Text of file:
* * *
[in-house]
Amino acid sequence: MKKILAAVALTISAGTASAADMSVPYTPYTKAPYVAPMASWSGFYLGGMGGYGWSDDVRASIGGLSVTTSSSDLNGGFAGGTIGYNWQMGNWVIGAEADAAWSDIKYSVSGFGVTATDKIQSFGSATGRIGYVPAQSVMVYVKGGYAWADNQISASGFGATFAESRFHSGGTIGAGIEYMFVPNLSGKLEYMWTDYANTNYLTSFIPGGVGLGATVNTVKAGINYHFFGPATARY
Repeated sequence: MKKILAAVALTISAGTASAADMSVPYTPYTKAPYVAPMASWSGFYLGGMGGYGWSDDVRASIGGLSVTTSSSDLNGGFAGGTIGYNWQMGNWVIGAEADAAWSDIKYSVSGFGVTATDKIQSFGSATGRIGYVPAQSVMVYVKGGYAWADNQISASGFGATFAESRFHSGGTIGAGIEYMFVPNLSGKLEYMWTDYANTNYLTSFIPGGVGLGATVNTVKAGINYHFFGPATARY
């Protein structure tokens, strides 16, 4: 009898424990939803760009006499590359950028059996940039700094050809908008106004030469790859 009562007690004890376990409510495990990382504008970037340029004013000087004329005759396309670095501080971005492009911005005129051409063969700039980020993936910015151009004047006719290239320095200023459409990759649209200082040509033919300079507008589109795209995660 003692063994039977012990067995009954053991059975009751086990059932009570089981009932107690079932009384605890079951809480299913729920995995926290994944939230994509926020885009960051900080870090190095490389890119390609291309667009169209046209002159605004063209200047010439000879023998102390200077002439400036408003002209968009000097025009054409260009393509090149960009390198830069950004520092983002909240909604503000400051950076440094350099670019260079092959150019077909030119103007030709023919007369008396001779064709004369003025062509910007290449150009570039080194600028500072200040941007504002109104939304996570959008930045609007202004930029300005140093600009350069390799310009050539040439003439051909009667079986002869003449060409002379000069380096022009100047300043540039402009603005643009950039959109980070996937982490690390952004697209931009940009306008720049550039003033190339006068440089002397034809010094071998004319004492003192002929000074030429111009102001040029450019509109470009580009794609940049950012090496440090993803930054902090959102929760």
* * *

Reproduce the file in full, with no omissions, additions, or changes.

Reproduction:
[in-house]
Amino acid sequence: MKKILAAVALTISAGTASAADMSVPYTPYTKAPYVAPMASWSGFYLGGMGGYGWSDDVRASIGGLSVTTSSSDLNGGFAGGTIGYNWQMGNWVIGAEADAAWSDIKYSVSGFGVTATDKIQSFGSATGRIGYVPAQSVMVYVKGGYAWADNQISASGFGATFAESRFHSGGTIGAGIEYMFVPNLSGKLEYMWTDYANTNYLTSFIPGGVGLGATVNTVKAGINYHFFGPATARY
Repeated sequence: MKKILAAVALTISAGTASAADMSVPYTPYTKAPYVAPMASWSGFYLGGMGGYGWSDDVRASIGGLSVTTSSSDLNGGFAGGTIGYNWQMGNWVIGAEADAAWSDIKYSVSGFGVTATDKIQSFGSATGRIGYVPAQSVMVYVKGGYAWADNQISASGFGATFAESRFHSGGTIGAGIEYMFVPNLSGKLEYMWTDYANTNYLTSFIPGGVGLGATVNTVKAGINYHFFGPATARY
């Protein structure tokens, strides 16, 4: 009898424990939803760009006499590359950028059996940039700094050809908008106004030469790859 009562007690004890376990409510495990990382504008970037340029004013000087004329005759396309670095501080971005492009911005005129051409063969700039980020993936910015151009004047006719290239320095200023459409990759649209200082040509033919300079507008589109795209995660 003692063994039977012990067995009954053991059975009751086990059932009570089981009932107690079932009384605890079951809480299913729920995995926290994944939230994509926020885009960051900080870090190095490389890119390609291309667009169209046209002159605004063209200047010439000879023998102390200077002439400036408003002209968009000097025009054409260009393509090149960009390198830069950004520092983002909240909604503000400051950076440094350099670019260079092959150019077909030119103007030709023919007369008396001779064709004369003025062509910007290449150009570039080194600028500072200040941007504002109104939304996570959008930045609007202004930029300005140093600009350069390799310009050539040439003439051909009667079986002869003449060409002379000069380096022009100047300043540039402009603005643009950039959109980070996937982490690390952004697209931009940009306008720049550039003033190339006068440089002397034809010094071998004319004492003192002929000074030429111009102001040029450019509109470009580009794609940049950012090496440090993803930054902090959102929760």